2) Push Ups
The great thing about push ups is that you don’t need any additional equipment. With an added clap in between your push ups, it adds explosive power to your arms particularly your triceps due to the extra push you need to perform the clap. It also works your chest (pectorals) and shoulders (deltoids).
One Arm using Medicine Ball
Assume the push up position with one hand on top of a medicine ball. Perform a press up and with your free hand, push yourself off the ground and when landing, make sure that you bend your elbow. Once you finished your set, repeat with your other arm.
3) Free Standing Jumps
In combat sports, your legs are just as important as your arms. It’ll help you to step in and out of range quickly. You need great strength in your legs to go the distance and have a good bounce to always be ready to move. Practicing on your jumps will improve the spring in your step while making your legs powerful.
Stand with both feet together. Squat down to get as much spring as possible, then jump as far as you can, landing with both feet aligned. Repeat the jump immediately after landing. Your arms play an important role in jumping far.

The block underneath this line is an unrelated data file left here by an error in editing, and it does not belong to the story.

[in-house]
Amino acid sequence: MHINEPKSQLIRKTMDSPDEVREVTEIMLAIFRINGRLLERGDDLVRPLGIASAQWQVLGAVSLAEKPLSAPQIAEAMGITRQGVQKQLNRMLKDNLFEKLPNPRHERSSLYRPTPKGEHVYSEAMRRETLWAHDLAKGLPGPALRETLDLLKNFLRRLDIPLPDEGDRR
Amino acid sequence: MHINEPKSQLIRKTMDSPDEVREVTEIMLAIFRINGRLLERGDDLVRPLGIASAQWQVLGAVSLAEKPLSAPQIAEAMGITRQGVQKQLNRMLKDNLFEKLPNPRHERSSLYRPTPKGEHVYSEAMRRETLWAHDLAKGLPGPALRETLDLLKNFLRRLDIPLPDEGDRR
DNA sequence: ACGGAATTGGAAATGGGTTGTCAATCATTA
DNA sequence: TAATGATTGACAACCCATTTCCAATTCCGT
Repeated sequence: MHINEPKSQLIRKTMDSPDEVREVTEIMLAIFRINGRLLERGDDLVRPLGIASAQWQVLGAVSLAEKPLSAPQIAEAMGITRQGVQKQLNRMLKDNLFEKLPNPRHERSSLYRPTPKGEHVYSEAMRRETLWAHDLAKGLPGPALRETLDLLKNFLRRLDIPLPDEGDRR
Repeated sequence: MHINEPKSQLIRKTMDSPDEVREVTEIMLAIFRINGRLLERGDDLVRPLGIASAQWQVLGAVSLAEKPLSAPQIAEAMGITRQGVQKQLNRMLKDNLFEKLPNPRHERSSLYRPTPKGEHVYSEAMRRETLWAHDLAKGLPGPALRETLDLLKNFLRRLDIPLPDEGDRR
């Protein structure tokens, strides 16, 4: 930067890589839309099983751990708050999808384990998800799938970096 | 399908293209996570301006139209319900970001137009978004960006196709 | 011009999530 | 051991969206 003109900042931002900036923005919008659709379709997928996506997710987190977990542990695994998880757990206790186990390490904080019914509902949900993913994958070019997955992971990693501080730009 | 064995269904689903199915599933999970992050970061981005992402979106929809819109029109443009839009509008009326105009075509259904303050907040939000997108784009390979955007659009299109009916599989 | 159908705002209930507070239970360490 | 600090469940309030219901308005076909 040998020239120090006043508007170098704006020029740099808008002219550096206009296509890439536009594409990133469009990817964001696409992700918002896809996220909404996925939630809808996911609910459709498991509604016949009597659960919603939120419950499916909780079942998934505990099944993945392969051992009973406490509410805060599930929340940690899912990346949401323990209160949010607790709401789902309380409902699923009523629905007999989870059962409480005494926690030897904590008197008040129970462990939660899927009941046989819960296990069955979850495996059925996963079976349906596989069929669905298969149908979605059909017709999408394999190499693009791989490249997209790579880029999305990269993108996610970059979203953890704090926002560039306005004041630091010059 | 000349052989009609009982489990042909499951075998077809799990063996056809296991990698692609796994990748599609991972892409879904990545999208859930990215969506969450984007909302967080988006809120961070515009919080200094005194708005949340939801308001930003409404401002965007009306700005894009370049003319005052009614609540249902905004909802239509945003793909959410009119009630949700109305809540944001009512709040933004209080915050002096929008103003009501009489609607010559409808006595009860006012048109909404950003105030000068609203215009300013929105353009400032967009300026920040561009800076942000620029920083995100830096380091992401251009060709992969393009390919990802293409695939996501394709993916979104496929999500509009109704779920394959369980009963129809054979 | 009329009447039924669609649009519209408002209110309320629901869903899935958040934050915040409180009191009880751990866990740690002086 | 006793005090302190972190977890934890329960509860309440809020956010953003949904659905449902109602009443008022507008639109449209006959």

In a standing position, swing your arms upwards and as you squat, swing them behind you then swing forward as you jump.
Assume the standing position with both feet together. Squat down and jump up as high as possible, using the same arm swing technique as explained in the long jump, but on your last swing you must reach upwards and stretch as high up as you can.
Find a flight of stairs with enough space for jumping. With your feet aligned, squat and jump up the stairs using the previous arm swinging technique. The number of steps you should jump all depends on your confidence and ability. When you’re comfortable with short jumps, you can jump over 2 or 3 steps at a time as long as the gap isn’t too far apart.
4) Hurdle & Box Jumps
Implement the technique that hurdle jumpers use for their training. This requires collapsible barriers standing one behind the other in a row. Choose a height that you’re comfortable with and increase it as you progress.
With both feet together, squat down and jump each hurdle one by one. Make sure that you swing your arms to get an effective jump. You must also ensure that the hurdles are collapsible just in case you don’t clear it.
Box / Platform Jumps
To get quick feet, the use of a box or platform is extremely effective. There are many methods you can perform a box jump. However, the most common and one that many boxers perform often is the marching technique.
Place one foot on the box in front of you, then jump and land with the opposite foot on the box while your other foot will land on the floor. Repeat again as quick as possible. You can also raise the platform higher for more intensity.